"Some of it may be true," an author and collector of Houdini material, Arthur Moses, said, "but it's hard to believe it's all true." He did say what he has read of the book is meticulously researched and well written.
"I'll believe anything that there's evidence for," a Houdini biographer who is reserving judgment until he has read the book, Kenneth Silverman, said. But he bristled at the suggestion that Houdini's quick rise to fame was partly assisted by police. The new book apparently claims that there was a quid pro quo whereby detectives in Chicago would promote Houdini if he taught them lock escapes and other skills. To the contrary, Mr. Silverman maintained, "He owed his huge reputation to the work he did on stage."
The publisher of Genii magazine, Richard Kaufman, said Mr. Kalush had viewed documents that appear to support the claim that Houdini, if not actually a spy, helped the embryonic British intelligence service gather information.
However, a historian at the Washington-based International Spy Museum, Thomas Boghardt, who has not yet read the book, said British espionage did not start in earnest until 1909. He also said William Melville, the head of Scotland Yard, was principally involved in counterespionage in England rather than spying abroad.
The magician and paranormal debunker James Randi cautioned, "If Houdini had been a spy, that would have gotten out. He never would have been able to sit on it." Mr. Randi said the story of Jasper Maskelyne (1902-1973) — a magician whose skills at deception helped the British defeat the Germans in North Africa during World War II — got out quickly.
Daniel Stashower thinks Houdini makes a good private eye – but in fiction. He has written three mystery novels featuring Houdini as a detective. "The same skills that make him a good magician and escape artist," he said, "also made him an interesting person to cast as a detective because he was naturally good at solving problems and figuring out puzzles."
This book is certainly going to be controversial when it hits bookstores on Halloween.
I'm not sure why anyone would completely discredit this - after all, Harpo Marx, in his autobiography, "Harpo Speaks" divulges that he was a spy for the US when he went back n forth to Europe in the 30's and 40's. Harpo gives the same reason that the Houdini biopic does - since he was an entertainer he wasn't seen as a threat and could access to the highest political echelons without suspicion.ReplyDelete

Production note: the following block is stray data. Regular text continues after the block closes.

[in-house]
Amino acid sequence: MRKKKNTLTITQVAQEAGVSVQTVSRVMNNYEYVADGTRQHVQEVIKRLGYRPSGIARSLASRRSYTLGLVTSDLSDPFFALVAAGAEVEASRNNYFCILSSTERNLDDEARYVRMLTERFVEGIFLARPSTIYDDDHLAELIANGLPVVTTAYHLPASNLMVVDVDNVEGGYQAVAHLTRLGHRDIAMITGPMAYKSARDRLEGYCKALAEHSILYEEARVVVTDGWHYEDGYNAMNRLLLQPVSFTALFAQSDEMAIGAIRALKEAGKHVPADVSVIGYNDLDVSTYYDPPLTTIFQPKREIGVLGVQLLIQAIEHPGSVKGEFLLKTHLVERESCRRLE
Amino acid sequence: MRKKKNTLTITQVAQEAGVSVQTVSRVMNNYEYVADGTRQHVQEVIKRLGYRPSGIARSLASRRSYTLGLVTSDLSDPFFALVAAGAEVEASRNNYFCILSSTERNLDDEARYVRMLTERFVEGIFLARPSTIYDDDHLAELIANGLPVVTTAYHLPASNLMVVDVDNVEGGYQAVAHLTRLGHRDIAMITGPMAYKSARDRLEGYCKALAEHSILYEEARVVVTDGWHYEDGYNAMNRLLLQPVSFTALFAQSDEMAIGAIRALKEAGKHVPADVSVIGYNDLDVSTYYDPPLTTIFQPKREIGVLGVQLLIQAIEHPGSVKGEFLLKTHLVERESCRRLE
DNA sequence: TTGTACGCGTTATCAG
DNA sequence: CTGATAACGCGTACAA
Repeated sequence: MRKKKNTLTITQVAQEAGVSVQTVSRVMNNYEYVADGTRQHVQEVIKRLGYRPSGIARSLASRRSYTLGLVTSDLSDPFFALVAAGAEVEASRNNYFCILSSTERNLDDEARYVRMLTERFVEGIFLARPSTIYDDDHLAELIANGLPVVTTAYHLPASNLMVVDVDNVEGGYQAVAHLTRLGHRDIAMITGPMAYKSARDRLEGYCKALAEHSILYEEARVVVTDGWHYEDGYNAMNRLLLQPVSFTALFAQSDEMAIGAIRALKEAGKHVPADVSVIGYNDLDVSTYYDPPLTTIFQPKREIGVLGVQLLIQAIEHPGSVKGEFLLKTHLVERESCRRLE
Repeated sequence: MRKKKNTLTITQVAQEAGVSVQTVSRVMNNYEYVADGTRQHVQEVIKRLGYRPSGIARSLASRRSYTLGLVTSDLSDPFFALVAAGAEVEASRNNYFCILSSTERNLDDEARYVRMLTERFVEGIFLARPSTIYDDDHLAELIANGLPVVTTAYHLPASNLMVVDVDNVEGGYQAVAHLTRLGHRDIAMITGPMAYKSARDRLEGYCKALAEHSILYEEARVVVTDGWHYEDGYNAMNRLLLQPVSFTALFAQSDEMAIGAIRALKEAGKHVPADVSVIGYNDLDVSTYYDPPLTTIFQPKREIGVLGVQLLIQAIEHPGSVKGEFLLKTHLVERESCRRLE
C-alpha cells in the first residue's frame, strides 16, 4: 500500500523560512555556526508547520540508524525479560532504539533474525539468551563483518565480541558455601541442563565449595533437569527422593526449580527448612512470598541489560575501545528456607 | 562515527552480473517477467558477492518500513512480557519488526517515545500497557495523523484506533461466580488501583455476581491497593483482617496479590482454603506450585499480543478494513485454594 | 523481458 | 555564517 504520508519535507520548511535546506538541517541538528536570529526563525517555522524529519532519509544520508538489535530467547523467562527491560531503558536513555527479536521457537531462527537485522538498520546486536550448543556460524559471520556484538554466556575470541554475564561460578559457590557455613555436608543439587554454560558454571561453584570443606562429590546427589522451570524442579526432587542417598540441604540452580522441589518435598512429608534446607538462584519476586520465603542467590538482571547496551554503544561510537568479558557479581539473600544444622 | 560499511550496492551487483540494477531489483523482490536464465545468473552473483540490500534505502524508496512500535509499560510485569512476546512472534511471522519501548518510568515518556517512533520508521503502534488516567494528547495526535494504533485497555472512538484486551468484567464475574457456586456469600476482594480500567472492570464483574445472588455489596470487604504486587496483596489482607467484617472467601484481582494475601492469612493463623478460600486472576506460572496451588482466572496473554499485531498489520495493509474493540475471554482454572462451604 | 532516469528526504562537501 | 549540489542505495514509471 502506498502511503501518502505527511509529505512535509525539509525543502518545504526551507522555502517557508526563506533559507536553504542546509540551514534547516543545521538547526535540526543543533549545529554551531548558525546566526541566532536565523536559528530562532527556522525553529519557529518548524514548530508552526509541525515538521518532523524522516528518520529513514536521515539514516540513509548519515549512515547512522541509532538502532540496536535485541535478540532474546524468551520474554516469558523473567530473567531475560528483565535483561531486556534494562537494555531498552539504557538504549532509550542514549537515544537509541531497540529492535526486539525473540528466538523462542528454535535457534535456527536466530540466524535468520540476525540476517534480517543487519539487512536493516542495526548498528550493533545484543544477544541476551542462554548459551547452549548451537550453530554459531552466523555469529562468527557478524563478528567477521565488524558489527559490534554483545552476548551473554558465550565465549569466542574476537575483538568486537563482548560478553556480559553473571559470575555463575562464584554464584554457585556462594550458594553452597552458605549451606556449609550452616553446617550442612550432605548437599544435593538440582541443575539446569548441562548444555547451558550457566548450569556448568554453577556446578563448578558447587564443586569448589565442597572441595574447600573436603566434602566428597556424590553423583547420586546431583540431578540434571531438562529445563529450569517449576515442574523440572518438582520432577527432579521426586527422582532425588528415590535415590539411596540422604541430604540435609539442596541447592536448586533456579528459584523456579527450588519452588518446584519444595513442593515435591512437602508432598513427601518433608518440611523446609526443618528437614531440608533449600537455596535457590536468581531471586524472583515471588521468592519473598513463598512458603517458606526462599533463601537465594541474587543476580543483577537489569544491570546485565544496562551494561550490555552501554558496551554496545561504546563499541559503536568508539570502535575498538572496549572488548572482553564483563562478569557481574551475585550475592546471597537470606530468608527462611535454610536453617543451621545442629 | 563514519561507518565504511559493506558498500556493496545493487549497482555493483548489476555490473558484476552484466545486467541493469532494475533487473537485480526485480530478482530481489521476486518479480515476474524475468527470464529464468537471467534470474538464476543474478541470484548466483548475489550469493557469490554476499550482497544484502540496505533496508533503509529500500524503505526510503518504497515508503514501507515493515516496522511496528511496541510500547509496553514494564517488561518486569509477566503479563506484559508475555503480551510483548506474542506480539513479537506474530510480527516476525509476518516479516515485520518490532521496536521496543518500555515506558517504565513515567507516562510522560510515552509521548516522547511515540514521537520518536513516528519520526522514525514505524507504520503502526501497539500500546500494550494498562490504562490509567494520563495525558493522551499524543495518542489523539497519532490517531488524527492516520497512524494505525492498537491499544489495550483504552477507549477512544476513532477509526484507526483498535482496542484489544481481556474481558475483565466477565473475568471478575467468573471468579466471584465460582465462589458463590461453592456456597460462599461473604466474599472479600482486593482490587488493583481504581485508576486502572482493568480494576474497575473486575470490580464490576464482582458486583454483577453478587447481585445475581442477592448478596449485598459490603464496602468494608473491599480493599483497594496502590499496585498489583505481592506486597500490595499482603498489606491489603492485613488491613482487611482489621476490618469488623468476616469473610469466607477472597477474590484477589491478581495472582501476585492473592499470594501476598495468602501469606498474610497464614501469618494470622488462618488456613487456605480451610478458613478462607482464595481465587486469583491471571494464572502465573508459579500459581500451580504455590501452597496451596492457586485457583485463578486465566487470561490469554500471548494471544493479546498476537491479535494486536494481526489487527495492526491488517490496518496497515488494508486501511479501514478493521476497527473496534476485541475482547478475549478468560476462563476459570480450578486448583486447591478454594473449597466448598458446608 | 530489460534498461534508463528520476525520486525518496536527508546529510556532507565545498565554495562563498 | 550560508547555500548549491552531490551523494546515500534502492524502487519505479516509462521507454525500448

I've said I think it might be possible Houdini did communicate what he was seeing in Germany and Russia to William Melville. I think what people are rejecting is the larger assumptions put forth in the book and especially the miniseries that he was going on missions, stealing secret plans and such, and his magic career was only "cover for his spying." What we have at this point really only warrants a paragraph in the Houdini story.Delete
Have there been any articles, for or against, assessing the evidence as laid out in ...Houdini Laid Bare, or any additional evidence for or against published elsewhere?ReplyDelete
It's been as quiet as a spy in the night. Maybe everyone went undercover. :)Delete
It would be professional malpractice if Melville's MI5 Secret Service DIDNT strategically debrief Houdini while he was a legal traveler in denied areas. According to records on Ancestry.com Houdini and Melville took the same ship from US to England... plenty of time for M to assess, develop, recruit, and train Houdini as an observer. The quid quo pro? Houdini gets a new passport with a US birth (see original docs on US National Archives. M had pulled those strings before, as he turned Russian jew Sigmund Markovich Rosenblum into British Ace of Spies Sidney Reilly (the inspiration for Fleming's James Bond) A new British passport completed the identityReplyDelete
I think that J. Edgar Hoover contacted Houdini a few years before Houdini passed away. I think they enlisted his "Spy" qualities for the USA in or around 1924. (Perhaps earlier) This was a precursor relationship prior to the Five Eyes development in the early 40's. Houdini would have been one of their greatest "Catches" had he survived.ReplyDelete